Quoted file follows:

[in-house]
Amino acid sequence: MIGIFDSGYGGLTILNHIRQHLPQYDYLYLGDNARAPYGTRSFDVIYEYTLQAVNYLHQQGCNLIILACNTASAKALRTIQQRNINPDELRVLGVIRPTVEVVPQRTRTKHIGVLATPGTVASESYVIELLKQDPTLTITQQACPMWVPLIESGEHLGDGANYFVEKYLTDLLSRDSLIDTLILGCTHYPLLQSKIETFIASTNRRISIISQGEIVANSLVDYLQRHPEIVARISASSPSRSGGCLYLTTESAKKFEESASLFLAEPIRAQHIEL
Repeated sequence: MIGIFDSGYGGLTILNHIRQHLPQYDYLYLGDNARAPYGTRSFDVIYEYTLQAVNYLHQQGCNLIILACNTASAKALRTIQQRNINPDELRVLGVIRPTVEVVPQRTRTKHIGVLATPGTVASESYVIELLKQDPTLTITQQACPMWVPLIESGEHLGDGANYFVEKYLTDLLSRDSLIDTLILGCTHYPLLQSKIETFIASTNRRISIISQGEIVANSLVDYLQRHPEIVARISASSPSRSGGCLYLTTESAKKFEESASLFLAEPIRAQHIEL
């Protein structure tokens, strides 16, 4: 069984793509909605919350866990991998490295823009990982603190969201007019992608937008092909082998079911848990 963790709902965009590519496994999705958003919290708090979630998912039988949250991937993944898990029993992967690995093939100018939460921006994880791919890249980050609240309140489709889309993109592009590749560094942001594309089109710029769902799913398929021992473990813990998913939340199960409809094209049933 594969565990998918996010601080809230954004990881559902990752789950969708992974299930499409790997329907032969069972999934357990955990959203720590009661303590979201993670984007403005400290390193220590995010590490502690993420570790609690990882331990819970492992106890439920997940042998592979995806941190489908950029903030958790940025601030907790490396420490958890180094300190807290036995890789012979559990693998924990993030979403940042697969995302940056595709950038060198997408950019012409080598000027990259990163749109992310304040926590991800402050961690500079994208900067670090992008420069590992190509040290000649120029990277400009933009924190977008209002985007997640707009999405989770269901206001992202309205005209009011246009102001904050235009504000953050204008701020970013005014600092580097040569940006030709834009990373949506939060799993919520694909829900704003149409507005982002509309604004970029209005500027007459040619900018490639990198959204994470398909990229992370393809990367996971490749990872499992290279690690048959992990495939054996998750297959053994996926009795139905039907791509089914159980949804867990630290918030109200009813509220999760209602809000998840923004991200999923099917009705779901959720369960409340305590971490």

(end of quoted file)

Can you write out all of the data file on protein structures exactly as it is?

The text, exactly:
[in-house]
Amino acid sequence: MIGIFDSGYGGLTILNHIRQHLPQYDYLYLGDNARAPYGTRSFDVIYEYTLQAVNYLHQQGCNLIILACNTASAKALRTIQQRNINPDELRVLGVIRPTVEVVPQRTRTKHIGVLATPGTVASESYVIELLKQDPTLTITQQACPMWVPLIESGEHLGDGANYFVEKYLTDLLSRDSLIDTLILGCTHYPLLQSKIETFIASTNRRISIISQGEIVANSLVDYLQRHPEIVARISASSPSRSGGCLYLTTESAKKFEESASLFLAEPIRAQHIEL
Repeated sequence: MIGIFDSGYGGLTILNHIRQHLPQYDYLYLGDNARAPYGTRSFDVIYEYTLQAVNYLHQQGCNLIILACNTASAKALRTIQQRNINPDELRVLGVIRPTVEVVPQRTRTKHIGVLATPGTVASESYVIELLKQDPTLTITQQACPMWVPLIESGEHLGDGANYFVEKYLTDLLSRDSLIDTLILGCTHYPLLQSKIETFIASTNRRISIISQGEIVANSLVDYLQRHPEIVARISASSPSRSGGCLYLTTESAKKFEESASLFLAEPIRAQHIEL
């Protein structure tokens, strides 16, 4: 069984793509909605919350866990991998490295823009990982603190969201007019992608937008092909082998079911848990 963790709902965009590519496994999705958003919290708090979630998912039988949250991937993944898990029993992967690995093939100018939460921006994880791919890249980050609240309140489709889309993109592009590749560094942001594309089109710029769902799913398929021992473990813990998913939340199960409809094209049933 594969565990998918996010601080809230954004990881559902990752789950969708992974299930499409790997329907032969069972999934357990955990959203720590009661303590979201993670984007403005400290390193220590995010590490502690993420570790609690990882331990819970492992106890439920997940042998592979995806941190489908950029903030958790940025601030907790490396420490958890180094300190807290036995890789012979559990693998924990993030979403940042697969995302940056595709950038060198997408950019012409080598000027990259990163749109992310304040926590991800402050961690500079994208900067670090992008420069590992190509040290000649120029990277400009933009924190977008209002985007997640707009999405989770269901206001992202309205005209009011246009102001904050235009504000953050204008701020970013005014600092580097040569940006030709834009990373949506939060799993919520694909829900704003149409507005982002509309604004970029209005500027007459040619900018490639990198959204994470398909990229992370393809990367996971490749990872499992290279690690048959992990495939054996998750297959053994996926009795139905039907791509089914159980949804867990630290918030109200009813509220999760209602809000998840923004991200999923099917009705779901959720369960409340305590971490």